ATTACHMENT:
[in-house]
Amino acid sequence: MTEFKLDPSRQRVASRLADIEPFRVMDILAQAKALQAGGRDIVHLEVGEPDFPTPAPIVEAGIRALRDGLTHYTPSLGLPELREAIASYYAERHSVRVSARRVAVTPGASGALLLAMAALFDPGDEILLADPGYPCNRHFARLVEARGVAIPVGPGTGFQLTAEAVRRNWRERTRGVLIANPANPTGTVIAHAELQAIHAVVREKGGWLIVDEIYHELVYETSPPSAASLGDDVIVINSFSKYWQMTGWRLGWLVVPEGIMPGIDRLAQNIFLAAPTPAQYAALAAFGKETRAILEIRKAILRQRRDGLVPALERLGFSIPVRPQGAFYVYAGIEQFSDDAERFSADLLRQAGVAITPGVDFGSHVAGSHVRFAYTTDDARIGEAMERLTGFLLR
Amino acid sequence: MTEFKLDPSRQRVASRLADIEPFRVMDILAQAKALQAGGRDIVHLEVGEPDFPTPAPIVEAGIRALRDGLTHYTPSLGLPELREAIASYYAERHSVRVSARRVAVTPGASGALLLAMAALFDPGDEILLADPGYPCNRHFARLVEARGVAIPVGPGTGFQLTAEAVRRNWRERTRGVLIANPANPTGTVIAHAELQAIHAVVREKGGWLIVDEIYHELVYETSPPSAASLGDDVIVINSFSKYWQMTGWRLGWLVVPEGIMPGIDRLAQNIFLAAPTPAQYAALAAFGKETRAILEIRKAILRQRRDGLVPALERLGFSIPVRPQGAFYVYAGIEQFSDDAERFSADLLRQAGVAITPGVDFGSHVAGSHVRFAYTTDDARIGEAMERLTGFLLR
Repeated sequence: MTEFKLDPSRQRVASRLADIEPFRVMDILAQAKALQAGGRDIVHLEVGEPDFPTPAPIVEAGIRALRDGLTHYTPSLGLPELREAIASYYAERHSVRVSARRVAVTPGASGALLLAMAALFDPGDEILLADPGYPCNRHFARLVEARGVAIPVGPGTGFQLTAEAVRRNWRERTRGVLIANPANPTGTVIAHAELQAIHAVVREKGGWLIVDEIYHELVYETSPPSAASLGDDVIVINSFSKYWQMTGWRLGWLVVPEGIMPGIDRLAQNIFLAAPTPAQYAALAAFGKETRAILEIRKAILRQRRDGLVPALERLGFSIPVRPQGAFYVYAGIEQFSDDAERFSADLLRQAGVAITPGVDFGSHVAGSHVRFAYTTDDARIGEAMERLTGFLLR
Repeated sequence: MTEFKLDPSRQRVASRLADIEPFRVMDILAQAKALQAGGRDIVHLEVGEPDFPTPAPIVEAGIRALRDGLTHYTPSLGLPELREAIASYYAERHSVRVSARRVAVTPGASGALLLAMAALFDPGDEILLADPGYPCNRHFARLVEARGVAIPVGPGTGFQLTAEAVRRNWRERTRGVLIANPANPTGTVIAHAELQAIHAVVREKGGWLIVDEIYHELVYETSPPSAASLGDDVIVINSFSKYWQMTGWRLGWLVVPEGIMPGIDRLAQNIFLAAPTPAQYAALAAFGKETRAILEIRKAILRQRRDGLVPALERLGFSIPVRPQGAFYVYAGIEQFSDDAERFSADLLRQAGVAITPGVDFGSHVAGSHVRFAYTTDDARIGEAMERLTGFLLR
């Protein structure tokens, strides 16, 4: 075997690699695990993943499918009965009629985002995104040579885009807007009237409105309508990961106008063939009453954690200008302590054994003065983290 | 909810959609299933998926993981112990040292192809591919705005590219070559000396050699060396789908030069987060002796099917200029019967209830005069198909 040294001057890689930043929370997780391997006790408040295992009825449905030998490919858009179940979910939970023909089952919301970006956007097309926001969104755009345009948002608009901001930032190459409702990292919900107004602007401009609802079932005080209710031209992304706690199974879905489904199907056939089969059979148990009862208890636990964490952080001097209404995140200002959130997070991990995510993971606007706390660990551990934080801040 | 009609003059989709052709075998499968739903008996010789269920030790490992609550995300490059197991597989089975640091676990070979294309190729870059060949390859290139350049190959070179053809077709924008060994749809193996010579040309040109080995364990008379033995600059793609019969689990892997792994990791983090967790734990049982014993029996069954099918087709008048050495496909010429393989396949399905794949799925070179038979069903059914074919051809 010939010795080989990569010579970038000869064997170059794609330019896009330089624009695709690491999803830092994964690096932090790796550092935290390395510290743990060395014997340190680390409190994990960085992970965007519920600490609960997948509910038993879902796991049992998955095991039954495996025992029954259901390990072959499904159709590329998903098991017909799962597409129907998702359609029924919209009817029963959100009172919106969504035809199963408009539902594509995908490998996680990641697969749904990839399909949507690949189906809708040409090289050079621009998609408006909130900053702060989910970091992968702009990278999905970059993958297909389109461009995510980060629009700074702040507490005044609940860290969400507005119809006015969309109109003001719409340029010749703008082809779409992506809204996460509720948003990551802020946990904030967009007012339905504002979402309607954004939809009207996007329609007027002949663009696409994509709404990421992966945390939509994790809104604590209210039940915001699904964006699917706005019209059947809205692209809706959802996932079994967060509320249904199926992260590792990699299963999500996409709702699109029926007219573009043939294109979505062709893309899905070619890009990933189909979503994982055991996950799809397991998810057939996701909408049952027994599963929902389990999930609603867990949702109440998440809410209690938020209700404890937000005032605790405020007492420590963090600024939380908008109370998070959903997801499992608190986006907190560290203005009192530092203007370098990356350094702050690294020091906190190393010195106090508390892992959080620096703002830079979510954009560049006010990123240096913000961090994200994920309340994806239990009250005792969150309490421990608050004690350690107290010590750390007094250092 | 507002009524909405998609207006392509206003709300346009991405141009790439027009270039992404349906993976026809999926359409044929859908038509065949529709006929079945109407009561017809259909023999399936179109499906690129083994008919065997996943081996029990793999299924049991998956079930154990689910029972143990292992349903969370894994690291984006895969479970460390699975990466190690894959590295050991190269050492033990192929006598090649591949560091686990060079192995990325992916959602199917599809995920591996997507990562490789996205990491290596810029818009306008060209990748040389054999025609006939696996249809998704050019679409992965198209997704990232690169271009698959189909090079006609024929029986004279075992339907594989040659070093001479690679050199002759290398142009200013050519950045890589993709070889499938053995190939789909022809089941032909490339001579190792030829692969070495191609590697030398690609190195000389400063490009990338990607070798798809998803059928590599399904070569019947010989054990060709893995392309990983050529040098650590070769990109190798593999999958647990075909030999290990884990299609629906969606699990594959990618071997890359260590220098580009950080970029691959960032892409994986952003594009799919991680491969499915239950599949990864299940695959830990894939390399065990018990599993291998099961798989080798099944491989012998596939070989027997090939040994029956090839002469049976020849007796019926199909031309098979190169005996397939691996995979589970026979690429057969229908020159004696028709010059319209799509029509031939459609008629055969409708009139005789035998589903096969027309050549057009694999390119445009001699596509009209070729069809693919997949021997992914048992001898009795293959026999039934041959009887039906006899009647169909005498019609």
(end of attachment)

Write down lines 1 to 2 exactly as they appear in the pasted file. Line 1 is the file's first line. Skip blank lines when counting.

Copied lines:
[in-house]
Amino acid sequence: MTEFKLDPSRQRVASRLADIEPFRVMDILAQAKALQAGGRDIVHLEVGEPDFPTPAPIVEAGIRALRDGLTHYTPSLGLPELREAIASYYAERHSVRVSARRVAVTPGASGALLLAMAALFDPGDEILLADPGYPCNRHFARLVEARGVAIPVGPGTGFQLTAEAVRRNWRERTRGVLIANPANPTGTVIAHAELQAIHAVVREKGGWLIVDEIYHELVYETSPPSAASLGDDVIVINSFSKYWQMTGWRLGWLVVPEGIMPGIDRLAQNIFLAAPTPAQYAALAAFGKETRAILEIRKAILRQRRDGLVPALERLGFSIPVRPQGAFYVYAGIEQFSDDAERFSADLLRQAGVAITPGVDFGSHVAGSHVRFAYTTDDARIGEAMERLTGFLLR